Eye disorders are a common pathology with high prevalence. Furthermore, certain therapies have toxic side effects on ocular tissue. However, there are limitations to studying these interactions due to the lack of physiologically-relevant human in vitro models. Thus, there is an urge to develop models that can recapitulate the physiological features of human ocular tissue. Here, human primary melanocytes, and microvascular endothelial cells combined with human induced pluripotent stem cell-derived retinal pigmented epithelial cells were used to build a human organ-on-a-chip model perfused with peripheral blood mononuclear cells of the choroid layer of the eye to perform toxicity and mechanistic studies of immune therapies against cancer. The results showed that, upon challenge, there was transendothelial infiltration of immune cells into the stromal compartment and a cytokine secretion profile resembling the in vivo environment, meaning that there was immunomodulation. Overall, the researchers develop and validate an organ-on-a-chip model of the choroid ocular layer that recapitulates key immunological features and has the potential to be used in safety assessment experiments for immune-oncology therapies.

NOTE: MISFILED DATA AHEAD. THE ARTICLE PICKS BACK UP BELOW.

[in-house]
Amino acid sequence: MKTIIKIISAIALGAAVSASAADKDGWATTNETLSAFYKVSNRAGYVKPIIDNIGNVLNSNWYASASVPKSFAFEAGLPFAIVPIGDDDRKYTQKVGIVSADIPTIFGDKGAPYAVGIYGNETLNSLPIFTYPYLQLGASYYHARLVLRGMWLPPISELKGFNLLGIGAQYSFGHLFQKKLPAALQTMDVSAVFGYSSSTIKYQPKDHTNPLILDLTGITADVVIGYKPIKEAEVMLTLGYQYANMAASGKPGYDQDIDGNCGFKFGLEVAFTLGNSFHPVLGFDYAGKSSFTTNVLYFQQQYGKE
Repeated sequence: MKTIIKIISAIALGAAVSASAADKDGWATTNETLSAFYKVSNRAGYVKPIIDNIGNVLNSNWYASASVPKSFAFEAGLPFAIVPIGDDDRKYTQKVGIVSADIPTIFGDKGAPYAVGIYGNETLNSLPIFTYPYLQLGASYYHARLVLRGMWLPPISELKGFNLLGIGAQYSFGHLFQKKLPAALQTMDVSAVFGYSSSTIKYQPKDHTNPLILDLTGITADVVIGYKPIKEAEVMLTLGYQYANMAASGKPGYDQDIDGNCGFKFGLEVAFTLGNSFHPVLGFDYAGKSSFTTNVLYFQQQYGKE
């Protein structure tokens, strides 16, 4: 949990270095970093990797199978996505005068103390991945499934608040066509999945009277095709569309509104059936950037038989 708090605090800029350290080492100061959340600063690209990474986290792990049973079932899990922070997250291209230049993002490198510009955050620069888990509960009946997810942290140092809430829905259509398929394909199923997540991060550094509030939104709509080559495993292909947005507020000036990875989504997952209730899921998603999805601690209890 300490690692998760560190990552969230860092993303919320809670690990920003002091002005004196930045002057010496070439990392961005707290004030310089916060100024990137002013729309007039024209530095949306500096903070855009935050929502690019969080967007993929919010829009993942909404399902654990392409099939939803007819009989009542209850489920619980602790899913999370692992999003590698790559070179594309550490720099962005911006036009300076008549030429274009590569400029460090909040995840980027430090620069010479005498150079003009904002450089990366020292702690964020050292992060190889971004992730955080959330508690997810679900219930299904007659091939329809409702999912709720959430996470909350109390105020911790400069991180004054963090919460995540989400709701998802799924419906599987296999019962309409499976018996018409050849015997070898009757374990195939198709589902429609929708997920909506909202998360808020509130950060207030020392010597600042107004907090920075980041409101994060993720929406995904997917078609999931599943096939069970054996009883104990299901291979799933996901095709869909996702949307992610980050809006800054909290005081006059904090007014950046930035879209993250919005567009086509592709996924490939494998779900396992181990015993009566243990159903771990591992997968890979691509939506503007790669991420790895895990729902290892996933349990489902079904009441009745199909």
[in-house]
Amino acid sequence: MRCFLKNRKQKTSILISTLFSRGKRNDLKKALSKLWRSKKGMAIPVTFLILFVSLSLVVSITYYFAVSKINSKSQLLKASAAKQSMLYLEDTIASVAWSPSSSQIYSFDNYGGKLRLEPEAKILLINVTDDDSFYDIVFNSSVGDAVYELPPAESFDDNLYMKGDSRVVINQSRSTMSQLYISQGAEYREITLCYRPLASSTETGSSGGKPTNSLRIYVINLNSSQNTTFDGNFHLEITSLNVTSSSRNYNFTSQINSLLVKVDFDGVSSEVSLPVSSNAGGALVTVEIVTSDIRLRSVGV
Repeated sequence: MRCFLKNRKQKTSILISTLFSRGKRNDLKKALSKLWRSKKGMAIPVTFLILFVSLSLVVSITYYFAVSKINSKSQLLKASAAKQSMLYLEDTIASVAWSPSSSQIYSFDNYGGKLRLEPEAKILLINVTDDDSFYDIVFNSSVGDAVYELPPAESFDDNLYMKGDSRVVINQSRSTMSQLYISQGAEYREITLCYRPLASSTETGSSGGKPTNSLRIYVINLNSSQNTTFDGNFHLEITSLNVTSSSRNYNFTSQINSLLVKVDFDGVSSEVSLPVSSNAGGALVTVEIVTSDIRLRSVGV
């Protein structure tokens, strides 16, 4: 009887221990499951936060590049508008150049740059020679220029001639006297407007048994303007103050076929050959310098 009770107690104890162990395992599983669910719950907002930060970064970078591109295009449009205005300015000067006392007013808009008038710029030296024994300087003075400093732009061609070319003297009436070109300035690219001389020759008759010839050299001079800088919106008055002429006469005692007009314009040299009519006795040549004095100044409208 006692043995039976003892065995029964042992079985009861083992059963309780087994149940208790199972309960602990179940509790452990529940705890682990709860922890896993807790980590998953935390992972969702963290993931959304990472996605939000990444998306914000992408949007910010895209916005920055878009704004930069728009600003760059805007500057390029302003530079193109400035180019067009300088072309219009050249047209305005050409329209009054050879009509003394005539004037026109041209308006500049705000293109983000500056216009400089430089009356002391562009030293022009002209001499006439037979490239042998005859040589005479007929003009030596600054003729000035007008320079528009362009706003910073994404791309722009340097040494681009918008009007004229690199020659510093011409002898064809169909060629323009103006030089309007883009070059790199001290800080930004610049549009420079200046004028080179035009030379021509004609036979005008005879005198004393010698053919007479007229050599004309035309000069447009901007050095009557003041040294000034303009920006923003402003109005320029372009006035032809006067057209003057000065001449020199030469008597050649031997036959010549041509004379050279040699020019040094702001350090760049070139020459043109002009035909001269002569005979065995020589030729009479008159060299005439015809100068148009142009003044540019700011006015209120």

Human immunocompetent choroid-on-chip: a novel tool for studying ocular effects of biological drugs
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